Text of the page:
I’m precisely the kind of woman Tinder wants on board: young, single, urban, with a good profile picture. But if these are the guys who built it, I’d rather leave.

PHOTO: Tinder screenshots courtesy of the company.  REUTERS/Tinder

Comments
23 comments so far | RSS Comments RSS

As a person who has never used such a site or will likely ever use such a site, I can say it is highly unlikely that you would ever meet anyone of any substance on such a site. You will find those that are pretty, but that’s a very shallow assessment of virtue. At best these are casual sex sites, which I suppose also supply those working in the sex trades some additional contacts. However, someone who is well spoken and intelligent is unlikely to need such a service. Now that said, the majority of people, both men and women are not intelligent or well spoken, and so may find them useful. Anyway, they do supply those who believe themselves to be deviants in sexual behaviors the ability to anonomously (or at least with little exposure) connect with similarly oriented people. This is only necessary because of the traditional suppressed nature of sexuality in the predomonantly religious societies that use the shame associated with sex and the supposed deviant natures as a means of control and manipulation. You may think these guys are jerks, and they probably are, but then so likely are you. When the conversation around sex becomes open and less a clandestine secret language of manipulation and use, I’ll maybe change my mind. However, this seems more like another attempt at guilt by similarity of gender rather than a well thought out expression of opinion. I don’t know you, and it is unlikely that I could ever, since manipulation requires a less than honest expression of self.

Posted by brotherkenny4 | Report as abusive
 

“I’m precisely the kind of woman Tinder wants on board: young, single, urban, with a good profile picture.”

Ha. Don’t flatter yourself.

Posted by DougAnderson | Report as abusive
 

the sexual revolution is alive and well.

Posted by BobWhite2000 | Report as abusive
 

” the digital, handheld age.” haha

Posted by BobWhite2000 | Report as abusive
 

As someone who does use tinder, I’ve had quite some success in meeting young, beautiful women. Cotnrary to popular opinion states, it as not as common or easy to use apps like tinder for casual sex. In fact, many of the women who use tinder are often looking only for self-validation; once an offer to meet somewhere in real,life is extended, they often shy away and cease contact. Having said that, I have had success in not only hooking up, but also making new friends. Despite Miss Angyal’s reservations, apps like Tinder will only become more the norm; in my opinion judging their nature based on the antics of the founders is rather silly. Would you not use an Apple product simply because Steve Jobs was well known to be a rude arrogant jerk to many of his employees? Would you stop using Google because Eric Schmidt is a philanderer. Use of a product or service should be based upon how useful and/or well-received it is by users, not because of personal feelings to the people who conceived it. If that were the case, than we should cease using many of the most common everyday products that have revolutionized our way of life.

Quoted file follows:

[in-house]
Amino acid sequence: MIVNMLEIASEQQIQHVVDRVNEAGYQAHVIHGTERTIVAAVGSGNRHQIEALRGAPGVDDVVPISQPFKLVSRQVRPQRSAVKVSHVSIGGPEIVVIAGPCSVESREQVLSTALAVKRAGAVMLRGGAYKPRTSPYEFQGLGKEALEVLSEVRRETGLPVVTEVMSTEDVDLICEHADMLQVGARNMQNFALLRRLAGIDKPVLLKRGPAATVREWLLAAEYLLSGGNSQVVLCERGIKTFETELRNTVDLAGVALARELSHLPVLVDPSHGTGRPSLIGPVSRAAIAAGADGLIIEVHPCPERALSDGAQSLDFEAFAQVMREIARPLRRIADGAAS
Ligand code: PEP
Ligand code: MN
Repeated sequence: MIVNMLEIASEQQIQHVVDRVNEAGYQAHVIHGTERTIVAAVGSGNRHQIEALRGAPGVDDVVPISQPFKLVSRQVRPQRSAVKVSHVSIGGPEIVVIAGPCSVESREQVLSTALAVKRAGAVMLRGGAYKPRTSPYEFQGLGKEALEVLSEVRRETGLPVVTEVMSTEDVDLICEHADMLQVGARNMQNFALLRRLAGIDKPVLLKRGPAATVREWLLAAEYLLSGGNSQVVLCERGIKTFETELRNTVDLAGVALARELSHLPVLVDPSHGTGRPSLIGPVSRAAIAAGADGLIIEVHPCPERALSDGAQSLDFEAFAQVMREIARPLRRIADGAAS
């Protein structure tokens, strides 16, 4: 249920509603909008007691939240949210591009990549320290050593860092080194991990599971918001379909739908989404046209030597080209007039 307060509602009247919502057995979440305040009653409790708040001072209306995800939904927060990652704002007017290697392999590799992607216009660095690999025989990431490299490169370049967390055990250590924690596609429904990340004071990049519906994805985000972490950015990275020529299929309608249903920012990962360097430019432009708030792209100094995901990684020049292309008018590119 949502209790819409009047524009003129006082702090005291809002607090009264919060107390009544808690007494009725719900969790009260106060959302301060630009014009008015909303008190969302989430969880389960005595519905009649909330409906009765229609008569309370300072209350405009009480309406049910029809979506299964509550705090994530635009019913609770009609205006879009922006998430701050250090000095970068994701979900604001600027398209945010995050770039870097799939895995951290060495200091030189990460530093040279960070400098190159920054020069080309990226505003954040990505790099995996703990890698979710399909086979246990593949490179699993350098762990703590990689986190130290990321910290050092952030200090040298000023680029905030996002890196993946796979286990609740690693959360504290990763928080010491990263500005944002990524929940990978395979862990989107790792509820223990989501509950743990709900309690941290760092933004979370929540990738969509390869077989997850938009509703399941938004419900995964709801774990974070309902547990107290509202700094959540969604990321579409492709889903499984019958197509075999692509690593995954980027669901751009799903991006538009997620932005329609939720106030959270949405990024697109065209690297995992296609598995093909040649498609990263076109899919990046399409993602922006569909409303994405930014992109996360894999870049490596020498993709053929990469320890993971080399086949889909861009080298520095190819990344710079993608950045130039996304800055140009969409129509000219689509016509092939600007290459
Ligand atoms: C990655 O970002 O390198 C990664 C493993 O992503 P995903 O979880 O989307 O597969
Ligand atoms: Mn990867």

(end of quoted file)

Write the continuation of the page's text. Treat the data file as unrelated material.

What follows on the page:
Posted by Zuhalter | Report as abusive
 

Guys that started a hookup site, where self-absorbed, morally bankrupt people can meet for casual sex… turned out to be slimy? Wow… Shocking.

Posted by dd606 | Report as abusive
 

First really an article about this this crap. The you go and write this…
“That’s an enormous responsibility — one that requires maturity, good judgment and a healthy respect for gender equality. The problem is, a few of the people behind Snapchat and Tinder seem to have none of the above.”

Gender Equality…liberal lemming flavor of the season. You’re right. You don’t need any more social media. You’re already inundated with liberal crap & self absorbed enough. Then you are shocked at that the scum who run this crap and act all moral? Please give us all a rest.

Posted by Crash866 | Report as abusive
 

“The people who get funding, and thereby the chance to change our world, are the same people who have been getting funding all along: white, tech-savvy men.”
Might I suggest adding to the end, “with a sense of entitlement”.
All together, sounds a lot like the people I know who use Tinder, who all happen to be males, and certainly aren’t shining examples of morality. I do not know of any women who have used it, but as a straight, single white male with no interest in being a Silicon Valley tech superstar, I am OK with it staying that way.

Posted by NoVaCRE | Report as abusive
 

Wait, is the OP suggesting that the females on these apps are actual humans and not AI constructs? This does not compute, it’s like a divide by zero error or something.

That said, I agree with the guys further up that are shocked–shocked, I say, that the authors of a hookup app turned out to be techbros.

Posted by CppThis | Report as abusive
 

btw… I love how “alleges”, turns into guaranteed guilt in this writer’s mind. Obviously part of the… ‘they’re a guy, so of course they’re wrong’… mindset. I mean, it’s not like women have been caught lying and sending guys to prison for rape, when they actually never touched them. Everybody knows that women are perfect angels that never do anything wrong. And they of course never use dating sites as a tool to tease guys by the hundreds, because they’re desperate for attention… or want to unleash their venom towards the entire male population. No, that never happens.